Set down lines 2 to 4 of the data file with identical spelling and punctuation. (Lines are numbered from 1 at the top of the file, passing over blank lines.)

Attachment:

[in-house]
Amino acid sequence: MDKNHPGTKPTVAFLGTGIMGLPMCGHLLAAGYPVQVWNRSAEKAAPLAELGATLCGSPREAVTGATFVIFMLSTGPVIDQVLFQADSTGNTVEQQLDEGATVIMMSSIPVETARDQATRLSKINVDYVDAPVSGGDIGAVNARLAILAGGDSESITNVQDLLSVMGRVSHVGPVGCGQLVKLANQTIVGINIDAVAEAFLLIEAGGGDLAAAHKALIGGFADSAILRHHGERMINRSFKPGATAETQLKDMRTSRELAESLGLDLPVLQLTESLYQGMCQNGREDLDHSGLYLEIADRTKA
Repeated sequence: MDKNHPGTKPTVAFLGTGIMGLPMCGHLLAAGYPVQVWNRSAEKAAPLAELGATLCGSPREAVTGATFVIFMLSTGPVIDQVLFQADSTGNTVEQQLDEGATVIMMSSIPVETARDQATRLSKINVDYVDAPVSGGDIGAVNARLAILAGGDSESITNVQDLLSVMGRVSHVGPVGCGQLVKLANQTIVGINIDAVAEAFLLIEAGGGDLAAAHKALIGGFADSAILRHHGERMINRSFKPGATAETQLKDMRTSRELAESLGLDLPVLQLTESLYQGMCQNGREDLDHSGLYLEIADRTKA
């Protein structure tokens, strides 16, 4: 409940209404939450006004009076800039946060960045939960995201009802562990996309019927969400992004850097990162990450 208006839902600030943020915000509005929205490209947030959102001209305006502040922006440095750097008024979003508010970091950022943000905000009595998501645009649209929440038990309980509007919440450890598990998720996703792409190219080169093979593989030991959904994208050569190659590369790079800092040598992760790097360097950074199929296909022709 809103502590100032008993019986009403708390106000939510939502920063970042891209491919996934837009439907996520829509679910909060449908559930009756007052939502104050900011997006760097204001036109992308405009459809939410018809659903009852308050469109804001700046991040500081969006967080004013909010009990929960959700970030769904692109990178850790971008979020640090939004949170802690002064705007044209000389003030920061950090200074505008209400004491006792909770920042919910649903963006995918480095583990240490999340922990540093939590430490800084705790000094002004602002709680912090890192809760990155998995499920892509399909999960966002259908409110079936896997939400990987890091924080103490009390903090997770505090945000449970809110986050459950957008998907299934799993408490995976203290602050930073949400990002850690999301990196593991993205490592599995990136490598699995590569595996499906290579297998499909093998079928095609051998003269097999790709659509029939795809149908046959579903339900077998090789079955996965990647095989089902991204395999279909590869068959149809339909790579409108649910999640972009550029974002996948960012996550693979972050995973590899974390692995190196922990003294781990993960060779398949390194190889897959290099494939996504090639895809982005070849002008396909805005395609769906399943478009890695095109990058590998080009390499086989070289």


Amino acid sequence: MDKNHPGTKPTVAFLGTGIMGLPMCGHLLAAGYPVQVWNRSAEKAAPLAELGATLCGSPREAVTGATFVIFMLSTGPVIDQVLFQADSTGNTVEQQLDEGATVIMMSSIPVETARDQATRLSKINVDYVDAPVSGGDIGAVNARLAILAGGDSESITNVQDLLSVMGRVSHVGPVGCGQLVKLANQTIVGINIDAVAEAFLLIEAGGGDLAAAHKALIGGFADSAILRHHGERMINRSFKPGATAETQLKDMRTSRELAESLGLDLPVLQLTESLYQGMCQNGREDLDHSGLYLEIADRTKA
Repeated sequence: MDKNHPGTKPTVAFLGTGIMGLPMCGHLLAAGYPVQVWNRSAEKAAPLAELGATLCGSPREAVTGATFVIFMLSTGPVIDQVLFQADSTGNTVEQQLDEGATVIMMSSIPVETARDQATRLSKINVDYVDAPVSGGDIGAVNARLAILAGGDSESITNVQDLLSVMGRVSHVGPVGCGQLVKLANQTIVGINIDAVAEAFLLIEAGGGDLAAAHKALIGGFADSAILRHHGERMINRSFKPGATAETQLKDMRTSRELAESLGLDLPVLQLTESLYQGMCQNGREDLDHSGLYLEIADRTKA
């Protein structure tokens, strides 16, 4: 409940209404939450006004009076800039946060960045939960995201009802562990996309019927969400992004850097990162990450 208006839902600030943020915000509005929205490209947030959102001209305006502040922006440095750097008024979003508010970091950022943000905000009595998501645009649209929440038990309980509007919440450890598990998720996703792409190219080169093979593989030991959904994208050569190659590369790079800092040598992760790097360097950074199929296909022709 809103502590100032008993019986009403708390106000939510939502920063970042891209491919996934837009439907996520829509679910909060449908559930009756007052939502104050900011997006760097204001036109992308405009459809939410018809659903009852308050469109804001700046991040500081969006967080004013909010009990929960959700970030769904692109990178850790971008979020640090939004949170802690002064705007044209000389003030920061950090200074505008209400004491006792909770920042919910649903963006995918480095583990240490999340922990540093939590430490800084705790000094002004602002709680912090890192809760990155998995499920892509399909999960966002259908409110079936896997939400990987890091924080103490009390903090997770505090945000449970809110986050459950957008998907299934799993408490995976203290602050930073949400990002850690999301990196593991993205490592599995990136490598699995590569595996499906290579297998499909093998079928095609051998003269097999790709659509029939795809149908046959579903339900077998090789079955996965990647095989089902991204395999279909590869068959149809339909790579409108649910999640972009550029974002996948960012996550693979972050995973590899974390692995190196922990003294781990993960060779398949390194190889897959290099494939996504090639895809982005070849002008396909805005395609769906399943478009890695095109990058590998080009390499086989070289």